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Critique of Ecomodernism

#1
Some resources for the continuing discussion of ecomodernism.

John Bellamy Foster: "The Planetary Rift and the New Human Exemptionalism: A Political-Economic Critique of Ecological Modernization Theory," Organization & Environment, October 2012.
PDF Here: https://goo.gl/vmLHcG

Ian Angus, "Hijacking the Anthropocene," Climate & Capitalism, May 19, 2015
HIJACKING THE ANTHROPOCENE

Bill Blackwater, "The Denialism of Progressive Environmentalists," Monthly Review, June 2012
The Denialism of Progressive Environmentalists | Bill Blackwater | Monthly Review

These focus on the Breakthrough Institute and capitalist ecomodernism.

It's important to be aware that there is a significant current of leftist ecomodernism, as exemplified in the current issue of Jacobin. The most vigorous (and repulsive) statement of this current's views is
Leigh Phillips, Austerity Ecology & the Collapse-porn Addicts: A defence of growth, progress, industry and stuff, Zero Books, 2015​
This book needs to be thoroughly reviewed/demolished from an ecosocialist perspective. I'd do that myself, but I would have to read it again, and I just don't have the stomach for that.

Ian Angus
 
#3
#4
Thanks to Ian, Phil, and Sandra for opening up this conversation about ecomodernism.

I forced myself to read the first article recommended by Ian and I'm glad I did. (See John Bellamy Foster: "The Planetary Rift and the New Human Exemptionalism: A Political-Economic Critique of Ecological Modernization Theory," Organization & Environment, October 2012. PDF Here: https://goo.gl/vmLHcG ) It is all about trends within the field of sociology and made me appreciate (1) the ecomodernism has a strong beachhead in academia and is not, as I had naively imagined, just a front for the nuclear lobby; and (2) John Bellamy Foster is fighting the battle in academia that others, like myself, might have the freedom to focus our energies elsewhere. Ecomodernism will likely gain adherents among the priviledged techno-elite but they have little to offer the many young people who are attracted to values of justice, kindness, equality, and peace.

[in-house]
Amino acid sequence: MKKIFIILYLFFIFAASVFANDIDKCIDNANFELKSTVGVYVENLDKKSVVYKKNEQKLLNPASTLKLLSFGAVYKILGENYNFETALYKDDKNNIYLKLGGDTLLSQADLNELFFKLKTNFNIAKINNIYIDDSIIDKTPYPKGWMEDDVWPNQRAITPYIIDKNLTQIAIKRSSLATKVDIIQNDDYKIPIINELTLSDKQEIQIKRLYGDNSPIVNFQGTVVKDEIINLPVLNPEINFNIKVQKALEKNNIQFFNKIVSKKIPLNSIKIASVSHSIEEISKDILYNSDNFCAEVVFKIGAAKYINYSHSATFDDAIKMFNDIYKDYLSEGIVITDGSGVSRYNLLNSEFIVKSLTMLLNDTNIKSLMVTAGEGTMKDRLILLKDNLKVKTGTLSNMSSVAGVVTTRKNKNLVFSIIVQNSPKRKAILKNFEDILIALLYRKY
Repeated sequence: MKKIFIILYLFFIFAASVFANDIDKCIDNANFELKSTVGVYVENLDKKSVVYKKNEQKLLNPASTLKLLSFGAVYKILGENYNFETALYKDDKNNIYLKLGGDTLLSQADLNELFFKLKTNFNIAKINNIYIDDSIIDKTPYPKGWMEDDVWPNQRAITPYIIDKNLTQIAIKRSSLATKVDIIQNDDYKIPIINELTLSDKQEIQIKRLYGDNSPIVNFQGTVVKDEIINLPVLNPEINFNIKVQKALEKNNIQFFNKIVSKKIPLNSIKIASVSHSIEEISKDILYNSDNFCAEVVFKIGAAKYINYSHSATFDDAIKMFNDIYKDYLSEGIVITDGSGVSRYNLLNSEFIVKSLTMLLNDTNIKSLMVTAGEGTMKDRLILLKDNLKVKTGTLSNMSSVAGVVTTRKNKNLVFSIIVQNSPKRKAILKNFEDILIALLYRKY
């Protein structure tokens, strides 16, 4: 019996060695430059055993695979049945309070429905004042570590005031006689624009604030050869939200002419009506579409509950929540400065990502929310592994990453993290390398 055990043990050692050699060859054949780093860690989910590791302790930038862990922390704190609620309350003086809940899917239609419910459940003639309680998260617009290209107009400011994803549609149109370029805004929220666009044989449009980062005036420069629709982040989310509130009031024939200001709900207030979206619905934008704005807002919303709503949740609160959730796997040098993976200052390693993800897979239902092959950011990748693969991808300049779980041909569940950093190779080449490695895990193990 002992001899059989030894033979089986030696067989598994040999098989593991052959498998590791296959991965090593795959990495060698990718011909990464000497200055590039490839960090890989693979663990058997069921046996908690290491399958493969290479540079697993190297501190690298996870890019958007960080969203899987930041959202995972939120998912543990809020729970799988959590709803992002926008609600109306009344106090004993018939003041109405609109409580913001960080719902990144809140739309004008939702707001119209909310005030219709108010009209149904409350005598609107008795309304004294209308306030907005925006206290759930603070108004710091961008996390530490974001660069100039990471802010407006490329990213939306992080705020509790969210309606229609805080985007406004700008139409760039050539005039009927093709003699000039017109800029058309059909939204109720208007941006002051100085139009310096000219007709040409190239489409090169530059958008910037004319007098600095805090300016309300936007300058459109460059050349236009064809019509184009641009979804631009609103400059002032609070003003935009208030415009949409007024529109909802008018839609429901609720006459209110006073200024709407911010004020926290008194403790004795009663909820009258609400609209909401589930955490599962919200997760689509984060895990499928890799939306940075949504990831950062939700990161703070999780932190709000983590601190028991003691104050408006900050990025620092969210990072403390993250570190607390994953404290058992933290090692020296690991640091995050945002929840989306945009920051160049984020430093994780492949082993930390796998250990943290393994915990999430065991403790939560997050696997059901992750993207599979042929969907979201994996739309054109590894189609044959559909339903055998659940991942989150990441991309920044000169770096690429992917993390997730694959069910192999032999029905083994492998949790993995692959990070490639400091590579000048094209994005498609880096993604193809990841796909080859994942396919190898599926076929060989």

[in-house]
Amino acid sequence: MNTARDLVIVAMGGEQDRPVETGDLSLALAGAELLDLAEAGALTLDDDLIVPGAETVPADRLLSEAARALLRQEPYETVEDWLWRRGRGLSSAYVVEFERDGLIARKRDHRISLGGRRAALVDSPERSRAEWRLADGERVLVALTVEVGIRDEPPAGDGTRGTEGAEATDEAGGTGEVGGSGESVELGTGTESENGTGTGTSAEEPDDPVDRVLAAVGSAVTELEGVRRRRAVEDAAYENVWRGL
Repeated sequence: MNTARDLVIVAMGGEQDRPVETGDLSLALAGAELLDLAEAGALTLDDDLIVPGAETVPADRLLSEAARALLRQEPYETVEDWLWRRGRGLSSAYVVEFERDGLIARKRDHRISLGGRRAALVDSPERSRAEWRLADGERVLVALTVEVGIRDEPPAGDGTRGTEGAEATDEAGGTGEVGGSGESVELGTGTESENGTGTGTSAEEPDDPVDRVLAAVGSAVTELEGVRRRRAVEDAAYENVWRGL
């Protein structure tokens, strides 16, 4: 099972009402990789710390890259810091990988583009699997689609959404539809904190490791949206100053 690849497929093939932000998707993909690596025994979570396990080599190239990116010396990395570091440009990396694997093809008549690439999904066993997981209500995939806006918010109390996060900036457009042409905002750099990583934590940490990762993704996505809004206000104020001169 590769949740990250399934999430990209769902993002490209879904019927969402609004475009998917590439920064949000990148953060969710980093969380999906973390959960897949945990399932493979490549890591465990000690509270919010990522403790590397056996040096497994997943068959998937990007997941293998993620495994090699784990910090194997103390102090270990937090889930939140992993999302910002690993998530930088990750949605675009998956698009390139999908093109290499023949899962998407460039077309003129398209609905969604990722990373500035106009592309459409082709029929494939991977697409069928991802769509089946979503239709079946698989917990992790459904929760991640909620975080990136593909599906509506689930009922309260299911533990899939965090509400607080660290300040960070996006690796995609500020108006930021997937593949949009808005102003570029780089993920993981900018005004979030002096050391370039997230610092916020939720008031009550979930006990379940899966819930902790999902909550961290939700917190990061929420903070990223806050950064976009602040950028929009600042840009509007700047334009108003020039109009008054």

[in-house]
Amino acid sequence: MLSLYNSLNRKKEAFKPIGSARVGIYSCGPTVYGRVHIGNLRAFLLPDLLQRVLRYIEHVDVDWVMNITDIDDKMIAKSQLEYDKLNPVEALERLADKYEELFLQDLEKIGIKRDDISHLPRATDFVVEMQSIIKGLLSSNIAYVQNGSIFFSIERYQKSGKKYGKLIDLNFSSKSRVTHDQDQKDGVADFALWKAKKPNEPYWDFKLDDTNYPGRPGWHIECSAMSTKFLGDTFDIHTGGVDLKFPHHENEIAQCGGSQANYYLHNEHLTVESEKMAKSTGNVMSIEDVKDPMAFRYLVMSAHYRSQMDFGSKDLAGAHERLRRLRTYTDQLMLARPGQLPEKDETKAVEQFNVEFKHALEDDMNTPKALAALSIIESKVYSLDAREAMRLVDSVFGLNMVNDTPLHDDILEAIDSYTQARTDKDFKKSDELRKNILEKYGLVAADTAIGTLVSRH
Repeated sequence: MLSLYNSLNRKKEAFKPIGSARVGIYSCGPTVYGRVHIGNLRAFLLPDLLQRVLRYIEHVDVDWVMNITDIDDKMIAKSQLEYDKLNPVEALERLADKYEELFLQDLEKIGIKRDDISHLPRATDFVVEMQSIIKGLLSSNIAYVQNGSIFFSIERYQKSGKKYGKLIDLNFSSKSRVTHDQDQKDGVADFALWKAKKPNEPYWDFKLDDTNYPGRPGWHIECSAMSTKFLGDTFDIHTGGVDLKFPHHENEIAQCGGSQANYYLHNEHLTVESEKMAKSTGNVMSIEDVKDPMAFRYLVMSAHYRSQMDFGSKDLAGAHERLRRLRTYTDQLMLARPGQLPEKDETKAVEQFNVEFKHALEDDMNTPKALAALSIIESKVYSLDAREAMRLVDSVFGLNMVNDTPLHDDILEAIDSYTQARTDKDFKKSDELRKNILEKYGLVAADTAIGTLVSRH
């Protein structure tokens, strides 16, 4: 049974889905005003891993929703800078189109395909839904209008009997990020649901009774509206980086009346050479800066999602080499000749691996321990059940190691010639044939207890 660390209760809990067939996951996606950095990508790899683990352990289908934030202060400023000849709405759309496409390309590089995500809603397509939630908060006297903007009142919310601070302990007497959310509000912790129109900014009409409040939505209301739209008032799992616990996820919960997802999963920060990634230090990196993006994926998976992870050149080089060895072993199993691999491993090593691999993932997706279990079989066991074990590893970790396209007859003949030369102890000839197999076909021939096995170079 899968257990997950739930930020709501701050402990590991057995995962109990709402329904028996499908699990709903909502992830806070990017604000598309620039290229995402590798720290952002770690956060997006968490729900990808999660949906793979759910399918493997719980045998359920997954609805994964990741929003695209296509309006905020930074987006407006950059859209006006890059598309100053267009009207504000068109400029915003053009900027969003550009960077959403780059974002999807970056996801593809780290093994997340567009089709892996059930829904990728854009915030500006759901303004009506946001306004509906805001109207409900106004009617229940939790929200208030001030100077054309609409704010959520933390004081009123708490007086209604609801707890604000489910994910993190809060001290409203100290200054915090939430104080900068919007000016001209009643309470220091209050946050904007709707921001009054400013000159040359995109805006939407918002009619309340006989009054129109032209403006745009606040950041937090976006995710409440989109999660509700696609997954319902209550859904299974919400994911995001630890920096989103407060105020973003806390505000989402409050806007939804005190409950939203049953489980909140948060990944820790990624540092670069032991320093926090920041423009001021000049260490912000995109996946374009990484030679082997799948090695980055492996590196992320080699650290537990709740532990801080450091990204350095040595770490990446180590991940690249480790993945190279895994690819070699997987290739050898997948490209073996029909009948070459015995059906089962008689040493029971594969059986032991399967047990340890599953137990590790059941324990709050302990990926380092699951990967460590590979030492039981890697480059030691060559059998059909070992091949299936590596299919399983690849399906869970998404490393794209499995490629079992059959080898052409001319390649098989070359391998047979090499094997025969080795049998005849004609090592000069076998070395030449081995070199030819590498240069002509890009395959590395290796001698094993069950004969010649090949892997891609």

#5
Also want to acknowledge the work of people like John Foran, Ken Hiltner and others at UCSB really challenging their colleagues in academia to reinvigorate the humanities with work in climate justice.
 
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